Book Review: Dear Mr. Knightley/A February Bride

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DearMrKnightleyDear Mr. Knightley by Katherine Reay

I read many books that I enjoy, but rarely do I find one that I love, that absorbs me so completely that I forgo all other responsibilities to finish it. Dear Mr. Knightley is not only charming, witty, and compulsively readable, but loaded with so much heart that it’s impossible not to get drawn into the narrative.

The story takes a set-up straight from a Regency novel: a mysterious benefactor calling himself Mr. Knightley offers a young woman a college scholarship in return for writing letters to assure him that his funding has been used for a good cause. The jaded and wounded Samantha Moore is just as skeptical as you would expect when faced with the deal. Over time, however, she is won by Mr. Knightley’s kindness, and her letters change from decidedly ungrateful and suspicious tone to trusting and confessional . As Sam witnesses true conditional love, she begins to soften towards those around her and realizes that her past does not have to define her.

Reay’s writing is smooth and accomplished, and the epistolary format creates an intimacy with the protagonist that is unusual in novels of this type. The development of the main character from a selfish, wounded girl who can’t drop her defenses long enough to be real with anyone around her to a mature woman who is able to give and receive love, is handled with the deftness of a much more experienced novelist. The secondary characters—Sam’s socialite friend who longs for acceptance as much as Sam, and fellow foster child, Kyle—are equally well-drawn. I’m not typically an emotional reader, but I found myself blinking away tears in a number of places.

The story works brilliantly as an allegory: I was sure we were meant to see Mr. Knightley’s patronage as a picture of God’s grace towards us, undeserved and often unwelcomed. Perhaps that’s why I found myself disappointed by the ending (no spoilers… you’ll just have to read and decide for yourself).

It’s been a long time since anything has held my attention that thoroughly, and I think there will be many more readers who love the wrap-up than dislike it. Dear Mr. Knightley is more than worth a try, and Katherine Reay is undeniably a novelist to watch. I’m looking forward to great things from her in the future!

About the Book

Sam is, to say the least, bookish. An English major of the highest order, her diet has always been Austen, Dickens, and Shakespeare. The problem is, both her prose and conversation tend to be more Elizabeth Bennett than Samantha Moore.

But life for the twenty-three-year-old orphan is about to get stranger than fiction. An anonymous, Dickensian benefactor (calling himself Mr. Knightley) offers to put Sam through Northwestern University’s prestigious Medill School of Journalism. There is only one catch: Sam must write frequent letters to the mysterious donor, detailing her progress.

As Sam’s dark memory mingles with that of eligible novelist Alex Powell, her letters to Mr. Knightley become increasingly confessional. While Alex draws Sam into a world of warmth and literature that feels like it’s straight out of a book, old secrets are drawn to light. And as Sam learns to love and trust Alex and herself, she learns once again how quickly trust can be broken.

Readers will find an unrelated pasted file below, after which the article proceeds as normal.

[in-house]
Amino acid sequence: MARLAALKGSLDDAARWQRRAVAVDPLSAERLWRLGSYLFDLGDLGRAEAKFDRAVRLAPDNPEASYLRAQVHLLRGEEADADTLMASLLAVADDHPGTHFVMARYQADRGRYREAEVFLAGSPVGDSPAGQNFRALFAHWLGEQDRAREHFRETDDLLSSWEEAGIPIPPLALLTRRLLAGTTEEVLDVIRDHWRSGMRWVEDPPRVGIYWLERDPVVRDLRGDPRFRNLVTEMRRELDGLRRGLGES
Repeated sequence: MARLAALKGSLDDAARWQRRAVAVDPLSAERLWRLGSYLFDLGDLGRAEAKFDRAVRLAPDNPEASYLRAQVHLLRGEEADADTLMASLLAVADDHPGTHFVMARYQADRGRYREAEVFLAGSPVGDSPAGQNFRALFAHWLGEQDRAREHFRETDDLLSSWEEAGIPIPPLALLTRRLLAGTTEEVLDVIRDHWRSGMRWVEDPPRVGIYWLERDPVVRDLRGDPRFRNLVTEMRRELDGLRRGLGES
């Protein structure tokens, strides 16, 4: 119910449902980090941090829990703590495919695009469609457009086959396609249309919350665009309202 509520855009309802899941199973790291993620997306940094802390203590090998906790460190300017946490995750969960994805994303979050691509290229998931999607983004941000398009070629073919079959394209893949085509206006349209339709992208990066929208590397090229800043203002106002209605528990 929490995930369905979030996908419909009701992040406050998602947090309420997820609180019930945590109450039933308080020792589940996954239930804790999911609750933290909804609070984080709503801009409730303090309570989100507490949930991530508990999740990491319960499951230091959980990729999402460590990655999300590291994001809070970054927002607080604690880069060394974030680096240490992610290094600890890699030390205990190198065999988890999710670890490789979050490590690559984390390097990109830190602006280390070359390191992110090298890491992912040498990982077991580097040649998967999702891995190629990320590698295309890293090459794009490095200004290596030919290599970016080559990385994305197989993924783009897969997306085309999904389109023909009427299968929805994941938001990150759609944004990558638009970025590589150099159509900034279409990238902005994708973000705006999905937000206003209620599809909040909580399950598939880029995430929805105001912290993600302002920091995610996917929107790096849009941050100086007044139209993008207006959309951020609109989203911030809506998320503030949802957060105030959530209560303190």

Reminding us all that our own true character is not meant to be hidden, Reay’s debut novel follows one young woman’s journey as she sheds her protective persona and embraces the person she was meant to become.

*Thank you to Thomas Nelson for providing a free review copy via NetGalley.

A February Bride, by Betsy St. Amant AFebruaryBride

Betsy St. Amant is another “new to me” author, but after reading A February Bride, I will definitely take notice from here on. St. Amant has done something that I would have thought was near-impossible up until this point: write a fully developed, fully satisfying romance loaded with emotion in novella format. She wisely spends most of her page space developing the lies that the main character, Allie, believes about her worthiness (or lack thereof) to marry the man she loved… the lies that caused her to leave him at the altar in the first chapter. We also get a picture of how perfect they are for one another, so by the time we get to the HEA in the last chapter, we’re fully invested in their happiness. Smooth writing and a brisk pace makes this an easy choice if you’re looking for a sweet Valentine’s Day read. Highly recommended.

Preorder now! (Release date: January 28, 2014)

*Thank you to Zondervan for providing a free review copy via NetGalley.

About the Book

Allie left the love of her life at the altar—to save him from a lifetime of heartbreak. When a Valentine’s Day wedding brings them back together, she struggles against her family’s destructive history. Can Allie ever realize that a marriage is so much more than a wedding dress?

History repeats itself when Allie Andrews escapes the church on her wedding day—in the same dress passed down for generations and worn by all the women in her family—women with a long history of failed marriages. Allie loves Marcus but fears she’s destined to repeat her family’s mistakes. She can’t bear to hurt Marcus worse.

Marcus Hall never stopped loving Allie and can only think of one reason she left him at the altar—him. When the two are thrown together for his sister’s Valentine’s Day wedding, he discovers the truth and realizes their story might be far from over. Can Allie shuck expectation and discover who she is as a bride and in the Bride of Christ? And if she ever walks down the aisle, what dress will she wear?

*Thank you to Zondervan for providing a free review copy via NetGalley.

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